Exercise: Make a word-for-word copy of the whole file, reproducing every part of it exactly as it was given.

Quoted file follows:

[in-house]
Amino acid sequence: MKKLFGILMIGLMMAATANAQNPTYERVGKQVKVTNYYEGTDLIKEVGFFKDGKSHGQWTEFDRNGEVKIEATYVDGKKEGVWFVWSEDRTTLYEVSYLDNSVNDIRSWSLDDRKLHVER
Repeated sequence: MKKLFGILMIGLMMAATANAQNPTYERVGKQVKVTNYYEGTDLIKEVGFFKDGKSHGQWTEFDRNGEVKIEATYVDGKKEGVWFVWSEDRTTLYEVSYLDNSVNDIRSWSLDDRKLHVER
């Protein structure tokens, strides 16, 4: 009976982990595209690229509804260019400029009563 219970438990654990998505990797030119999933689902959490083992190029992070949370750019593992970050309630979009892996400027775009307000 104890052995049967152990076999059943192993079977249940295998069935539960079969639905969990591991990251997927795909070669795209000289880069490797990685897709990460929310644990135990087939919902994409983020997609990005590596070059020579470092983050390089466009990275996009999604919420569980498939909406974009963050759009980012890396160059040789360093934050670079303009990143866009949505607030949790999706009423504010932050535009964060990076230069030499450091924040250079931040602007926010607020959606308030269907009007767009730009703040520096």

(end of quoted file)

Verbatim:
[in-house]
Amino acid sequence: MKKLFGILMIGLMMAATANAQNPTYERVGKQVKVTNYYEGTDLIKEVGFFKDGKSHGQWTEFDRNGEVKIEATYVDGKKEGVWFVWSEDRTTLYEVSYLDNSVNDIRSWSLDDRKLHVER
Repeated sequence: MKKLFGILMIGLMMAATANAQNPTYERVGKQVKVTNYYEGTDLIKEVGFFKDGKSHGQWTEFDRNGEVKIEATYVDGKKEGVWFVWSEDRTTLYEVSYLDNSVNDIRSWSLDDRKLHVER
């Protein structure tokens, strides 16, 4: 009976982990595209690229509804260019400029009563 219970438990654990998505990797030119999933689902959490083992190029992070949370750019593992970050309630979009892996400027775009307000 104890052995049967152990076999059943192993079977249940295998069935539960079969639905969990591991990251997927795909070669795209000289880069490797990685897709990460929310644990135990087939919902994409983020997609990005590596070059020579470092983050390089466009990275996009999604919420569980498939909406974009963050759009980012890396160059040789360093934050670079303009990143866009949505607030949790999706009423504010932050535009964060990076230069030499450091924040250079931040602007926010607020959606308030269907009007767009730009703040520096």